Republicans in Bucks County had a bang-up night on Tuesday, keeping control over the state’s only competitive US congressional seat.

Former FBI Brian Fitzpatrick will take over the Bucks and Montgomery County district seat his brother, retiring incumbent Mike Fitzpatrick, is giving up.

As returns rolled in, the mood at the Bucks County Republican Committee headquarters in Doylestown was victorious, but congressman-elect Brian Fitzpatrick did not take the moment to gloat.

“We’re really happy with the results, obviously. But now the healing process begins,” he said, explaining that he wants to promote civil discourse after a heated campaign season and fix bipartisan gridlock.

Fitzpatrick quit a 13-year career with the Federal Bureau of Investigations to pursue his brother’s congressional seat, after many in the local party had lined up behind State Representative Scott Petri.

Throughout the campaign, Fitzpatrick ran on his national security experience and that his family ties were “not relevant.”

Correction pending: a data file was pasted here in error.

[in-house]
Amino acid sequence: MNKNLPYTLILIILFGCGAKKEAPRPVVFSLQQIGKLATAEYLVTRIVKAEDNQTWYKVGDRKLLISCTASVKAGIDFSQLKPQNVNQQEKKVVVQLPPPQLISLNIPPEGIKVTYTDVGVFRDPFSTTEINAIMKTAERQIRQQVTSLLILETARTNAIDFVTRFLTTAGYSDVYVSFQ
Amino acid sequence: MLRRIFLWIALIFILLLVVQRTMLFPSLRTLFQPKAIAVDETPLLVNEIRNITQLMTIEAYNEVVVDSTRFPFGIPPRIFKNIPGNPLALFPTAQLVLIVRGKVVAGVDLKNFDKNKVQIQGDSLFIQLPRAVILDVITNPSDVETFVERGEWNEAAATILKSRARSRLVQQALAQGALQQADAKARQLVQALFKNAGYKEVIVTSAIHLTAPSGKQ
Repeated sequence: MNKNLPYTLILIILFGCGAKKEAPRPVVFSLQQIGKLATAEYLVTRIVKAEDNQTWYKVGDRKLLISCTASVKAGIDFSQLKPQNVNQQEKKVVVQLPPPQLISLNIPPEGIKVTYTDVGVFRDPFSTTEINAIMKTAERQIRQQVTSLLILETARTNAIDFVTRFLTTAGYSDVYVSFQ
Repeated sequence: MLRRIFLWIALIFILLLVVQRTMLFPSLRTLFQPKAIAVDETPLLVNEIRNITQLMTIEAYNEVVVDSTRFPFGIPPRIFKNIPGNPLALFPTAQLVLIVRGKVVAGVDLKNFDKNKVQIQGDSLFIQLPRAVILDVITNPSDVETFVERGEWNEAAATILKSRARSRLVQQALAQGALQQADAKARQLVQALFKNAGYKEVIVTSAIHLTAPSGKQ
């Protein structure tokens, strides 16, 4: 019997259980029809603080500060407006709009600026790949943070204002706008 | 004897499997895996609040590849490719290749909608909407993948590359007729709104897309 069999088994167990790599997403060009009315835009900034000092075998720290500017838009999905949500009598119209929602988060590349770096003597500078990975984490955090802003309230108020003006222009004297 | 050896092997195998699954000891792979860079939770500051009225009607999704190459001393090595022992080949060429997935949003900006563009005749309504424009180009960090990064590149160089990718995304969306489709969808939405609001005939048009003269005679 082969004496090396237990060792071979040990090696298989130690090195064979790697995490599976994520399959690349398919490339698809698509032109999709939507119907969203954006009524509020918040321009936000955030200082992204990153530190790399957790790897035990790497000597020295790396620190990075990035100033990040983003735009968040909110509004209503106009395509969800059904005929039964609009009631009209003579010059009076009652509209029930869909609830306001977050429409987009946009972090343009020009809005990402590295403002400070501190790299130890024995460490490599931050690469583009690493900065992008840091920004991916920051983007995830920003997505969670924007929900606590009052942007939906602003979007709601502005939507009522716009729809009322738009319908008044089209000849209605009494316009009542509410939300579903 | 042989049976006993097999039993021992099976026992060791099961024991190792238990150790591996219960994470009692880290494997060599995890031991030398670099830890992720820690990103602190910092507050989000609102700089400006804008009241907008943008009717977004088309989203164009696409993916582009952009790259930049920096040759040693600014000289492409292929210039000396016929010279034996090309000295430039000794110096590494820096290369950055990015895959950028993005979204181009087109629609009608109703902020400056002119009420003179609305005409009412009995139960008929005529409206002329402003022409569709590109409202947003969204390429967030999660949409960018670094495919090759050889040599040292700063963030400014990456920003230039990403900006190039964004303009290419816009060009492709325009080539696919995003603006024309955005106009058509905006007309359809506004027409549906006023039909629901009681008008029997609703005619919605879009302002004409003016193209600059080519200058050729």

Meanwhile, it was a bruising night for democrats in Pennsylvania.

That includes the 8th district loser, Democratic state representative Steve Santarsiero, whose supporters assembled at the Sheraton Bucks County Hotel in Langhorne.

Speaking to reporters, he said he’s going to take time to reflect before taking any next steps.

“You know it's been a 22 month campaign. I think more than anything else right now I feel tired,” he said.

While conceding, he said he believes sweeping voting trends tipped the balance in favor of Republicans.

“I think we did everything that we possibly could do to put ourselves in a position to win and you know there are just some things that are beyond your control.” he said, reassuring his campaign staff. “It's probably more to do with, you know, some of the trends nationally than really what happened in the course of the campaign.”

Fitzpatrick went home with over 54 percent of the vote in a race that internal polls showed within as little as two points two weeks before election day.

As in much of the country, Republicans did better than expected in Bucks county, according to county GOP chairwoman Pat Poprik.

“In the areas where we traditionally do not do well, we might have lost it, but it was close,” she said. “And the ones we [usually] won, they were huge!”

She said that allowed Republicans to call the race for Fitzpatrick while many other candidates in Pennsylvania’s close races were still biting their nails.